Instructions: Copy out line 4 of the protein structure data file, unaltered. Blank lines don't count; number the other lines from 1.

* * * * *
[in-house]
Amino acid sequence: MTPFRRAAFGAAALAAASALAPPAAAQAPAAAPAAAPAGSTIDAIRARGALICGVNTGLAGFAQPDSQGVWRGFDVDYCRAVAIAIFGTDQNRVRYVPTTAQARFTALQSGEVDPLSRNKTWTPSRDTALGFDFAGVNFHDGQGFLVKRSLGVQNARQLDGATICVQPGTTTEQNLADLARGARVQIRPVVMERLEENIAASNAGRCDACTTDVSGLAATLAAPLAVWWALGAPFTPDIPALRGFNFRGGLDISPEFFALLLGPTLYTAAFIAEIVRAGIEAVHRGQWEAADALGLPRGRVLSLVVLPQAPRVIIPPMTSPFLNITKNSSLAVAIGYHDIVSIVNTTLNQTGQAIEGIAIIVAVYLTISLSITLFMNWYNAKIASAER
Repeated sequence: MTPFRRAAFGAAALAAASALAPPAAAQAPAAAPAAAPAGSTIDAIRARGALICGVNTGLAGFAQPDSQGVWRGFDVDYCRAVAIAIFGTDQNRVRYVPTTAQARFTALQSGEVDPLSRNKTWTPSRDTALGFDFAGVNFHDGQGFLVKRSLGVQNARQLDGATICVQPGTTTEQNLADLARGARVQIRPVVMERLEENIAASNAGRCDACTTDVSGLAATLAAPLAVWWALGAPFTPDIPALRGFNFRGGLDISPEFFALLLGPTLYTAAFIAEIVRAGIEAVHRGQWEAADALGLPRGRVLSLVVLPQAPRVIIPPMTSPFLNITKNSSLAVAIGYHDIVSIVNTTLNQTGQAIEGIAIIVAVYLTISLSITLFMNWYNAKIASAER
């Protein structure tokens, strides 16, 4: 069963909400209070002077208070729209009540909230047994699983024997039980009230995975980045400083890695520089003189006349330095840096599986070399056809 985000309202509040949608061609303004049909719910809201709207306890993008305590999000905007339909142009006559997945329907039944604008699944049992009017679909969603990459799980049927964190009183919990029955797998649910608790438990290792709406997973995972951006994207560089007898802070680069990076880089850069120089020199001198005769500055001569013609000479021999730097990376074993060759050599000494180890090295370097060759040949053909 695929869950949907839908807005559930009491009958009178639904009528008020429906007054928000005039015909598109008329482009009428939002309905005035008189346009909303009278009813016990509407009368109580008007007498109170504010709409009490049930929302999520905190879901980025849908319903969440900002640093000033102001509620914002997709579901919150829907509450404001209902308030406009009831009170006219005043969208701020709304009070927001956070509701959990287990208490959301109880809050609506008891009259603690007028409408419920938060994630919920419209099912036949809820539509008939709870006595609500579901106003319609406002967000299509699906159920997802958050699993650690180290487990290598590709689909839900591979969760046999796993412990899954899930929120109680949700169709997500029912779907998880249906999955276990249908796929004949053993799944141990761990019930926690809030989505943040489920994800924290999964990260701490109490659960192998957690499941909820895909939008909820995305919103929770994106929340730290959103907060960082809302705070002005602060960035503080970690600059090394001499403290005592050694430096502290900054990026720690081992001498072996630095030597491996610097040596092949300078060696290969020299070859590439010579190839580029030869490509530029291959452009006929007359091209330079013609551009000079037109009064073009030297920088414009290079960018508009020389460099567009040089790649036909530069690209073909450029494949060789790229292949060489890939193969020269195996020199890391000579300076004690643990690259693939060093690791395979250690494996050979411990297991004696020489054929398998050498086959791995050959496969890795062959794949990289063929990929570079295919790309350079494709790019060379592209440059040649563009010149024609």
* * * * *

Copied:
């Protein structure tokens, strides 16, 4: 069963909400209070002077208070729209009540909230047994699983024997039980009230995975980045400083890695520089003189006349330095840096599986070399056809 985000309202509040949608061609303004049909719910809201709207306890993008305590999000905007339909142009006559997945329907039944604008699944049992009017679909969603990459799980049927964190009183919990029955797998649910608790438990290792709406997973995972951006994207560089007898802070680069990076880089850069120089020199001198005769500055001569013609000479021999730097990376074993060759050599000494180890090295370097060759040949053909 695929869950949907839908807005559930009491009958009178639904009528008020429906007054928000005039015909598109008329482009009428939002309905005035008189346009909303009278009813016990509407009368109580008007007498109170504010709409009490049930929302999520905190879901980025849908319903969440900002640093000033102001509620914002997709579901919150829907509450404001209902308030406009009831009170006219005043969208701020709304009070927001956070509701959990287990208490959301109880809050609506008891009259603690007028409408419920938060994630919920419209099912036949809820539509008939709870006595609500579901106003319609406002967000299509699906159920997802958050699993650690180290487990290598590709689909839900591979969760046999796993412990899954899930929120109680949700169709997500029912779907998880249906999955276990249908796929004949053993799944141990761990019930926690809030989505943040489920994800924290999964990260701490109490659960192998957690499941909820895909939008909820995305919103929770994106929340730290959103907060960082809302705070002005602060960035503080970690600059090394001499403290005592050694430096502290900054990026720690081992001498072996630095030597491996610097040596092949300078060696290969020299070859590439010579190839580029030869490509530029291959452009006929007359091209330079013609551009000079037109009064073009030297920088414009290079960018508009020389460099567009040089790649036909530069690209073909450029494949060789790229292949060489890939193969020269195996020199890391000579300076004690643990690259693939060093690791395979250690494996050979411990297991004696020489054929398998050498086959791995050959496969890795062959794949990289063929990929570079295919790309350079494709790019060379592209440059040649563009010149024609």